Boldness has genius...
"Whatever you can do, or dream you can, begin it. Boldness has genius, power, and magic in it."
This quote has been with me as I spend my early mornings dwelling with friends and teachers who have passed on, people who have had a great impact on my life.
At some point, I will write more about these people directly, but for now there are brief hooks that capture elements of what lives in me as I re-member these people so important to me.
As I sat this morning, the quote rose to the surface of my consciousness. I wanted to trace it, find out where it came from. It is most often attributed to Johann Wolfgang von Goethe, and his writing "Faust: Part One" in the early 19th century. It would appear that Goethe never actually wrote this. In 1835, an Irish poet named John Anster, made his own poetic interpretation, a poet's search for the spirit within the work of the poet, Goethe:
"Strong drink is what we want to gull the people, A hearty, brisk, and animating tipple; Come, come, no more delay, no more excuses, The stuff we ask you for, at once produce us. Lose this day loitering—’twill be the same story To-morrow–and the next more dilatory; Then indecision brings its own delays, And days are lost lamenting o’er lost days. Are you in earnest? seize this very minute– What you can do, or dream you can, begin it, Boldness has genius, power, and magic in it, Only engage, and then the mind grows heated— Begin it, and the work will be completed!
The quote is relevant in my life, for at least a couple of reasons.
One, it brings me face to face with myself and the nature of choices that I make each day, "come, come, no more delay, no more excuses...then indecision brings its own delays..." I can easily look at my life as a long chain of delay and excuses, but the quote loses its value if I stay there.
The value for me in the quote is the reminder that there is choice available in each moment. Age has brought me to a place of greater self-compassion, and recognition that there are always reasons for the choices we make, reasons why we don't believe, reasons why we protect ourselves, but on any given day choices are available, and if I am aware and conscious I can move past the "gull" and deception.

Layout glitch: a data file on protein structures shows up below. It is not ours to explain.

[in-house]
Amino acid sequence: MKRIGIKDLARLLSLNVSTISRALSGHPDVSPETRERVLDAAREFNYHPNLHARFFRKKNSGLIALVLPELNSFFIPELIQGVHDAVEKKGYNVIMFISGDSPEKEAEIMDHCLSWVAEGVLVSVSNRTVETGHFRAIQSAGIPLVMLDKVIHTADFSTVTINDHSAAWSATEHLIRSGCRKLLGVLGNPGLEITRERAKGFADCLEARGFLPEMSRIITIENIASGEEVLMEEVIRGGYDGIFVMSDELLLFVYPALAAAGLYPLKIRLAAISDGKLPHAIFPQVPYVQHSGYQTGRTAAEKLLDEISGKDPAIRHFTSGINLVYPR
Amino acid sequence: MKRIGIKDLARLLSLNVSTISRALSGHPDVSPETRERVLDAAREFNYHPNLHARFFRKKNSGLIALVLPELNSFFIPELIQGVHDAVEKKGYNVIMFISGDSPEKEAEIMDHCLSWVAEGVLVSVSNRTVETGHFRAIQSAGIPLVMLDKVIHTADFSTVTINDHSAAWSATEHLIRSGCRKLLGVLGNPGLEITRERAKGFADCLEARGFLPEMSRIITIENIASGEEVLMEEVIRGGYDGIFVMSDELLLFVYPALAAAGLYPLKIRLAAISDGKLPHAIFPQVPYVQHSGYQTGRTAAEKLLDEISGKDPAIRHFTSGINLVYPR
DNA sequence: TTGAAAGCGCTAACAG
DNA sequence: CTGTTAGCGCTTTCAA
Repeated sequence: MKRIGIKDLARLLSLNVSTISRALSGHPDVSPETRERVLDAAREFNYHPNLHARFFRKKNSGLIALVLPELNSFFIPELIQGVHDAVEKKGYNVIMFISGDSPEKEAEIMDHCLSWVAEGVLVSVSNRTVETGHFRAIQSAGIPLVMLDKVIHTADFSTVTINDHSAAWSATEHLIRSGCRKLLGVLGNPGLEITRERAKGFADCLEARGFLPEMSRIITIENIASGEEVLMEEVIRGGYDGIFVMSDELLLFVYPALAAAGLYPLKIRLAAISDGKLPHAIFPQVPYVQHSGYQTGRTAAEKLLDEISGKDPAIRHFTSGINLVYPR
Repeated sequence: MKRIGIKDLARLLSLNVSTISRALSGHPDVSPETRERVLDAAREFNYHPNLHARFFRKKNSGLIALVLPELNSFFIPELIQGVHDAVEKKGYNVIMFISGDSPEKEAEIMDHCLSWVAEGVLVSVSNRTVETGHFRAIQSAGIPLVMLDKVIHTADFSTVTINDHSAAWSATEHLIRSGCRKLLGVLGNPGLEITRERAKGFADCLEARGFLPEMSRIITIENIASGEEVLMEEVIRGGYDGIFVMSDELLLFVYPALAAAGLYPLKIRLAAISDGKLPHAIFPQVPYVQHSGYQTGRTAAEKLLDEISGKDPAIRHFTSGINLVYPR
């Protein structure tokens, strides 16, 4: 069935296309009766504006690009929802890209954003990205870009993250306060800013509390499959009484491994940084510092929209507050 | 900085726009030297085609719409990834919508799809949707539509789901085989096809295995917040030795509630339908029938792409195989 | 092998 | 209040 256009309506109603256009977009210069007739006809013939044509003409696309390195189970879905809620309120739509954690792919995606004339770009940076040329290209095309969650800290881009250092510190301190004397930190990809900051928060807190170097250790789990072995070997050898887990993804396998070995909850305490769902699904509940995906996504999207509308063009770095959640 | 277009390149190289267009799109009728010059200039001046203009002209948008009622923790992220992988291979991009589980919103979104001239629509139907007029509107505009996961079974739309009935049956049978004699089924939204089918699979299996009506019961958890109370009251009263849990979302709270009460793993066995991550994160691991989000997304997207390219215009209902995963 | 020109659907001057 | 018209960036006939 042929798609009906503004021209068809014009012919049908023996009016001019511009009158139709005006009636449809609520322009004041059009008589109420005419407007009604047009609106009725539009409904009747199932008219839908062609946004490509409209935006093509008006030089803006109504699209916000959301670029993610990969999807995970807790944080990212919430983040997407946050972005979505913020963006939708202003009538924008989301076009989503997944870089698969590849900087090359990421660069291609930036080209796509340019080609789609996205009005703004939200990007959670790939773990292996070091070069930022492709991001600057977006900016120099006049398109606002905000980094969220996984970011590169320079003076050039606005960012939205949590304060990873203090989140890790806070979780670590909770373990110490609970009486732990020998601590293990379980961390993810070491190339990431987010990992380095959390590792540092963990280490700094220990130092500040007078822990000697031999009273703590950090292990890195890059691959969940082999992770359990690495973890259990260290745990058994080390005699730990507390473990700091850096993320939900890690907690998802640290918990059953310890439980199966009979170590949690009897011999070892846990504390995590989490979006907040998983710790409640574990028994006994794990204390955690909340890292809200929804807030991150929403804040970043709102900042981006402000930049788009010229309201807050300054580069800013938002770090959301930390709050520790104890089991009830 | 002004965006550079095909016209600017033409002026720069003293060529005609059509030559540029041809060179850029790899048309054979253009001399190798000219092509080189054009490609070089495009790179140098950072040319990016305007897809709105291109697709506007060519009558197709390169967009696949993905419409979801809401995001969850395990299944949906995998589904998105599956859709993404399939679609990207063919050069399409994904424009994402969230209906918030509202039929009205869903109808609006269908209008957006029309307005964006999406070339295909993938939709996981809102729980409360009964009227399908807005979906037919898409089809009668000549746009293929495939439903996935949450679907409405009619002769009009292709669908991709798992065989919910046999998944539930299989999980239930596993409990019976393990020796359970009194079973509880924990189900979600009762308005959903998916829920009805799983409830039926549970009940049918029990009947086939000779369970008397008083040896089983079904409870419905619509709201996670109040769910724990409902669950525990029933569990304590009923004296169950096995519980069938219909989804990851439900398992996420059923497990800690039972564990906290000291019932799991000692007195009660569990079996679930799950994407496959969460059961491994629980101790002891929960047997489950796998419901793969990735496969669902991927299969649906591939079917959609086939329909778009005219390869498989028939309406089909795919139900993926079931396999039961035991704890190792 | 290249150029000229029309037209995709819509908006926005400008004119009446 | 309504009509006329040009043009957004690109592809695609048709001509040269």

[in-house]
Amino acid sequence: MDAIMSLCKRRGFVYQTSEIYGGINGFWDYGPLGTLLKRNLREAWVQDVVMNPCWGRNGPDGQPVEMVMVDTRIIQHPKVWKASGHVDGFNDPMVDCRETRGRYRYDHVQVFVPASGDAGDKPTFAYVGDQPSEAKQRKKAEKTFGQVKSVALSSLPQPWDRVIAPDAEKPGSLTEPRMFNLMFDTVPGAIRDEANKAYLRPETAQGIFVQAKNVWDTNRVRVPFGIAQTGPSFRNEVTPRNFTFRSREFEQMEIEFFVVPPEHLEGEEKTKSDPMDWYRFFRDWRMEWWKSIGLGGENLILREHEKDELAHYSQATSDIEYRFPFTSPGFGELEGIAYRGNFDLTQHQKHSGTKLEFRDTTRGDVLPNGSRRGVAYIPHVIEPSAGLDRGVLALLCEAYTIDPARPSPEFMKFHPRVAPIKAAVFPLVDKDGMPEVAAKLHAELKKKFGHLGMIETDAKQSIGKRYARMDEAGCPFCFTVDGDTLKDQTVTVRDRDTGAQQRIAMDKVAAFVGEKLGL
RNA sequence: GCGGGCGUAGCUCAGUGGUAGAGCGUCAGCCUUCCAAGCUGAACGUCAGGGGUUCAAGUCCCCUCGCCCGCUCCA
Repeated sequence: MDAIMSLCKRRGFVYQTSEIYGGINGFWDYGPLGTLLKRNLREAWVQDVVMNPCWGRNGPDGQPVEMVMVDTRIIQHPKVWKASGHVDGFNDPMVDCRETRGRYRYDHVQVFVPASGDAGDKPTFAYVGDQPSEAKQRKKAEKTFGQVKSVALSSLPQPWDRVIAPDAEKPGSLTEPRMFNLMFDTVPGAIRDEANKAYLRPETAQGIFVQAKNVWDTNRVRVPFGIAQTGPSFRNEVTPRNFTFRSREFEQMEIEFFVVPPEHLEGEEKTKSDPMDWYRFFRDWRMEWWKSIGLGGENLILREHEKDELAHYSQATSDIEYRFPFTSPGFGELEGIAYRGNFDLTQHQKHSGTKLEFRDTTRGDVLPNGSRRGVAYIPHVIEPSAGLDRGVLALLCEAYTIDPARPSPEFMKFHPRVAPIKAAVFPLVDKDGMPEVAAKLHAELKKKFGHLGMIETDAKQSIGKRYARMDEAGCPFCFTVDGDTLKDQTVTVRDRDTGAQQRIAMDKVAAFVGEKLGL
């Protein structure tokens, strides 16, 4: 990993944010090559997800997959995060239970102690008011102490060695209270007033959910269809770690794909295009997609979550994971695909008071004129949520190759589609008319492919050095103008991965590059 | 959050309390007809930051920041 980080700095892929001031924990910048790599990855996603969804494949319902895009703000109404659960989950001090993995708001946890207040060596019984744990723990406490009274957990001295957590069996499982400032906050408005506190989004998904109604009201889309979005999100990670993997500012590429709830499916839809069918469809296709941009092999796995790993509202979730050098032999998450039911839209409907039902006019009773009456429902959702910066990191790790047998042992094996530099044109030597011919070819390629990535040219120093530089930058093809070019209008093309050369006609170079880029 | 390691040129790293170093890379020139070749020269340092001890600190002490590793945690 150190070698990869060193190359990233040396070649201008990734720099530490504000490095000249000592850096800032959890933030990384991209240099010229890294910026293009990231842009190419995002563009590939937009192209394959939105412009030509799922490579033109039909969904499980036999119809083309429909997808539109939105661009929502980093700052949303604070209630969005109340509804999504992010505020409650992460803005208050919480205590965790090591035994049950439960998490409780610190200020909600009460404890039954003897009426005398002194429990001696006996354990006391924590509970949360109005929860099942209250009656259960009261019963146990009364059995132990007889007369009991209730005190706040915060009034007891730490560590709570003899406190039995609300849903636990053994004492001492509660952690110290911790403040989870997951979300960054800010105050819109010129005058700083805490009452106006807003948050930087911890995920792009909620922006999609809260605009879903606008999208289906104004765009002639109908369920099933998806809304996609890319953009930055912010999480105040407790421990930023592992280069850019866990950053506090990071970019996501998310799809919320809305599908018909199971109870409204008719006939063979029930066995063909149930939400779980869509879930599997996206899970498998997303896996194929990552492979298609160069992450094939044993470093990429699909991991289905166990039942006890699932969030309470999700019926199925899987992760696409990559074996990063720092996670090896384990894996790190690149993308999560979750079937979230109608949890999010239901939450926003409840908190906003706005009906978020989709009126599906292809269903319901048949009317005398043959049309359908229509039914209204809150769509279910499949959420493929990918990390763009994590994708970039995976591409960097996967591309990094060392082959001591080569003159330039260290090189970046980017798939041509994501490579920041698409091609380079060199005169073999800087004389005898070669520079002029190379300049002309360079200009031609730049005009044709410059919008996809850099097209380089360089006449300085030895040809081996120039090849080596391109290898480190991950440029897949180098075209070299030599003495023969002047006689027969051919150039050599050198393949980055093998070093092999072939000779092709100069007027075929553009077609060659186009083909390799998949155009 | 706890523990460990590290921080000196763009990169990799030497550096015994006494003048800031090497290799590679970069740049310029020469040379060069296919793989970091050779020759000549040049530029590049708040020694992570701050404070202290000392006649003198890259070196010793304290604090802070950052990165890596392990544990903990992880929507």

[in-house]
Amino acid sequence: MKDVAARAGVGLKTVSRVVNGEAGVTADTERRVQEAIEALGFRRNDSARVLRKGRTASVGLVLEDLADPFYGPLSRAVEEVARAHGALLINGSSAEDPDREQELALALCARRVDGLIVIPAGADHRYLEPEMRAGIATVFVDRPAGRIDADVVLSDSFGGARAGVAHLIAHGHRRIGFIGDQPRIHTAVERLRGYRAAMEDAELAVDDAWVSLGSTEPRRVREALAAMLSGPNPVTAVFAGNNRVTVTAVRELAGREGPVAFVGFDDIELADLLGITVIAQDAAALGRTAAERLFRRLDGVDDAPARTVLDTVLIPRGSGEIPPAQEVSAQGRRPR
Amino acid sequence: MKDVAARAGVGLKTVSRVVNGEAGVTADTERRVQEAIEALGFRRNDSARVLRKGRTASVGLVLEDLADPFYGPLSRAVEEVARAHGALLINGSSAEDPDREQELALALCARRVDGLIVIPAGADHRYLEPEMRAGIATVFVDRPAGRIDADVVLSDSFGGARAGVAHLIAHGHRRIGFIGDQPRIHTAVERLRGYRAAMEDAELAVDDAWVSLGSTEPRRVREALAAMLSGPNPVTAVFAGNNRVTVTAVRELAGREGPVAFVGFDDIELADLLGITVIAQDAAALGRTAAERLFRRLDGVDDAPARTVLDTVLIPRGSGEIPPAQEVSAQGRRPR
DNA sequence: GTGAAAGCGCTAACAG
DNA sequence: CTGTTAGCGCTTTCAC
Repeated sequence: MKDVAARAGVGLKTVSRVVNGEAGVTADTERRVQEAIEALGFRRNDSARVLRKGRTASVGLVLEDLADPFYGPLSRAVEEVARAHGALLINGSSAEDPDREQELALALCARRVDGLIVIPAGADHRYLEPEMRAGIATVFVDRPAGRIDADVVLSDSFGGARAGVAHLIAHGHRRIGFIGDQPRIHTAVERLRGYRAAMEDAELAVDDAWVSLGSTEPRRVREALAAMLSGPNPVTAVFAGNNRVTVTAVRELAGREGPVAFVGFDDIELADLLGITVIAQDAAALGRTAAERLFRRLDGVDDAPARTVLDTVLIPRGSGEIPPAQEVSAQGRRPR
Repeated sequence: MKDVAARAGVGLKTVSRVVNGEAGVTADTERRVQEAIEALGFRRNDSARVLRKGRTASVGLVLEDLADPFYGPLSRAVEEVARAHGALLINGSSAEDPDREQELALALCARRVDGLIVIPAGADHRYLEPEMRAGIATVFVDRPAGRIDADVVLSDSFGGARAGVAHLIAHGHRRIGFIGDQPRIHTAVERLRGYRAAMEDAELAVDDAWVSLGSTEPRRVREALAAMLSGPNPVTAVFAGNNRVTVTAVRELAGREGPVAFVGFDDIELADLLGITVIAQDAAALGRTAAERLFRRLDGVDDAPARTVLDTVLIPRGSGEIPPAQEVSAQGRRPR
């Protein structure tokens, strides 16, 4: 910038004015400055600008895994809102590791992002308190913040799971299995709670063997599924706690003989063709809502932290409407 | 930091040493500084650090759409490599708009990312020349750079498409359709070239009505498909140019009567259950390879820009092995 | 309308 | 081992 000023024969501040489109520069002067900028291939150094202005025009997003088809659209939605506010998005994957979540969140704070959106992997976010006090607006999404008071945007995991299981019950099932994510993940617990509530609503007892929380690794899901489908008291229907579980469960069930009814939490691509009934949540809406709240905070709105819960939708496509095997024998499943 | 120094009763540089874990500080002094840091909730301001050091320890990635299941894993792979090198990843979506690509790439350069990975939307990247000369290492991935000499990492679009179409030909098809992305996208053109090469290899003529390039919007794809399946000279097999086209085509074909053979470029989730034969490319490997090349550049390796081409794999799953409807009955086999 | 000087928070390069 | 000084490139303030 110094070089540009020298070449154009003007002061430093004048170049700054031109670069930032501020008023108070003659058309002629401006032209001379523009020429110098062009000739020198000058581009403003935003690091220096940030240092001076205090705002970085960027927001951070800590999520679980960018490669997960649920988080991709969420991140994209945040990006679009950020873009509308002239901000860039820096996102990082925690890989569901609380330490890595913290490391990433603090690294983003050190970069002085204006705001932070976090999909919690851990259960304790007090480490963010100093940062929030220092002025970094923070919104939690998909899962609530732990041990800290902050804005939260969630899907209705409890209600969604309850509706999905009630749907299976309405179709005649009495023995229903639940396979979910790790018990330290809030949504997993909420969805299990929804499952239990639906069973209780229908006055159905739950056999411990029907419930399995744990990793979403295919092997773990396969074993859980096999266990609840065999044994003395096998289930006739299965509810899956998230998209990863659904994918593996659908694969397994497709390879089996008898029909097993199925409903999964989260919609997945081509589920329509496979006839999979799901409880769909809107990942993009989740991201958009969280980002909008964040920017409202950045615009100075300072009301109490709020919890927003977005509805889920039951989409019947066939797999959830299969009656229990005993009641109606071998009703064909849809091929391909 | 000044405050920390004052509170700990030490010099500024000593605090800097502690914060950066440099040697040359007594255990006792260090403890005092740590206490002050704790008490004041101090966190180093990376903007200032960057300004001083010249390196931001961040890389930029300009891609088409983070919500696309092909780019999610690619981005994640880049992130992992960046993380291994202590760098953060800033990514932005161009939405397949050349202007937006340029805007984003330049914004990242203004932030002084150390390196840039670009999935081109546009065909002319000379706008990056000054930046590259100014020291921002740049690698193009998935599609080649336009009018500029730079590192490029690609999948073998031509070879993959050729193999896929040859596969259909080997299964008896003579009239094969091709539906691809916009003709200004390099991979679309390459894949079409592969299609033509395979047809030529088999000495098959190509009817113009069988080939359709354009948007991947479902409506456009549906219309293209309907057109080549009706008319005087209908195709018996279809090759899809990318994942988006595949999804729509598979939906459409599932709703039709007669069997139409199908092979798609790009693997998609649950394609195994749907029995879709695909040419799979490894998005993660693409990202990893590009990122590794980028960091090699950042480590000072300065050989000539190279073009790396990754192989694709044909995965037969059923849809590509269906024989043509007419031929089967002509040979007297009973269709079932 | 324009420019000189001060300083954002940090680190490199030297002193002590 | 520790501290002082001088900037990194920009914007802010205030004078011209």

Two, the vision of choice making as possessing, "genius, power, and magic", that can activate forces and movement from beyond the realm of the decision maker, farther out in the universe.
William Hutchison Murray in “The Scottish Himalayan Expedition” (1951) says,
"Until one is committed there is hesitancy, the chance to draw back, always ineffectiveness. Concerning all acts of initiative (and creation), there is one elementary truth, the ignorance of which kills countless ideas and splendid plans: that the moment one definitely commits oneself, then Providence moves too. All sorts of things occur to help one that would never otherwise have occurred. A whole stream of events issues from the decision, raising in one’s favour all manner of unforeseen incidents and meetings and material assistance, which no man could have dreamt would have come his way."
I am all too familiar with the hesitancy of which he speaks. It has lived in me throughout my life. But I am also so grateful for my relationship with my dear friend, and teacher, Marsha Forest, who I met almost 40 years ago, and who passed on far too early more than 20 years ago.
While sitting with her, re-membering her in my life, in my early morning writing, my consciousness of that which lives within me is raised. Even all these years later, it is my lived experience with Marsha, and her embodiment of Anster/Goethe's "boldness", that surfaces, and "re-minds" me of the choices that are present in each of my days, and the opportunity to step into my own version of that boldness.